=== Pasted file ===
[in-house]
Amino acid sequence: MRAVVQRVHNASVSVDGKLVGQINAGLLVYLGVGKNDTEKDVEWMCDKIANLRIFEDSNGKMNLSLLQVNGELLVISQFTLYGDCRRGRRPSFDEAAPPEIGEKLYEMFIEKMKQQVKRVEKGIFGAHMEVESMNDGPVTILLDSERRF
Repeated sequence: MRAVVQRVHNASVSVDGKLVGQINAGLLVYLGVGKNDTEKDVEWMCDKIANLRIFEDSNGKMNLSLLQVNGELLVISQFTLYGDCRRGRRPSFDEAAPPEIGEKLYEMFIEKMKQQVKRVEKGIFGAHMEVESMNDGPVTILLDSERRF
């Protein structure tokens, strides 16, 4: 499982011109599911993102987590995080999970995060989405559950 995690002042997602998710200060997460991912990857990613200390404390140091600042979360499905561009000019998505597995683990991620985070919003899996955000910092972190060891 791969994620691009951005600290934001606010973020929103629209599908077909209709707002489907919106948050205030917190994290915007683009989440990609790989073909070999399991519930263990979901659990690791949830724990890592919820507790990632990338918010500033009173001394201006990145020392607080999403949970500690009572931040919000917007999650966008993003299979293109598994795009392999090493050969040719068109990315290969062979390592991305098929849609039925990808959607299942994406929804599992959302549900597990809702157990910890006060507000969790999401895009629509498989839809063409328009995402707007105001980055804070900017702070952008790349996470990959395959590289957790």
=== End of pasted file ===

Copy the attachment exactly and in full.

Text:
[in-house]
Amino acid sequence: MRAVVQRVHNASVSVDGKLVGQINAGLLVYLGVGKNDTEKDVEWMCDKIANLRIFEDSNGKMNLSLLQVNGELLVISQFTLYGDCRRGRRPSFDEAAPPEIGEKLYEMFIEKMKQQVKRVEKGIFGAHMEVESMNDGPVTILLDSERRF
Repeated sequence: MRAVVQRVHNASVSVDGKLVGQINAGLLVYLGVGKNDTEKDVEWMCDKIANLRIFEDSNGKMNLSLLQVNGELLVISQFTLYGDCRRGRRPSFDEAAPPEIGEKLYEMFIEKMKQQVKRVEKGIFGAHMEVESMNDGPVTILLDSERRF
């Protein structure tokens, strides 16, 4: 499982011109599911993102987590995080999970995060989405559950 995690002042997602998710200060997460991912990857990613200390404390140091600042979360499905561009000019998505597995683990991620985070919003899996955000910092972190060891 791969994620691009951005600290934001606010973020929103629209599908077909209709707002489907919106948050205030917190994290915007683009989440990609790989073909070999399991519930263990979901659990690791949830724990890592919820507790990632990338918010500033009173001394201006990145020392607080999403949970500690009572931040919000917007999650966008993003299979293109598994795009392999090493050969040719068109990315290969062979390592991305098929849609039925990808959607299942994406929804599992959302549900597990809702157990910890006060507000969790999401895009629509498989839809063409328009995402707007105001980055804070900017702070952008790349996470990959395959590289957790």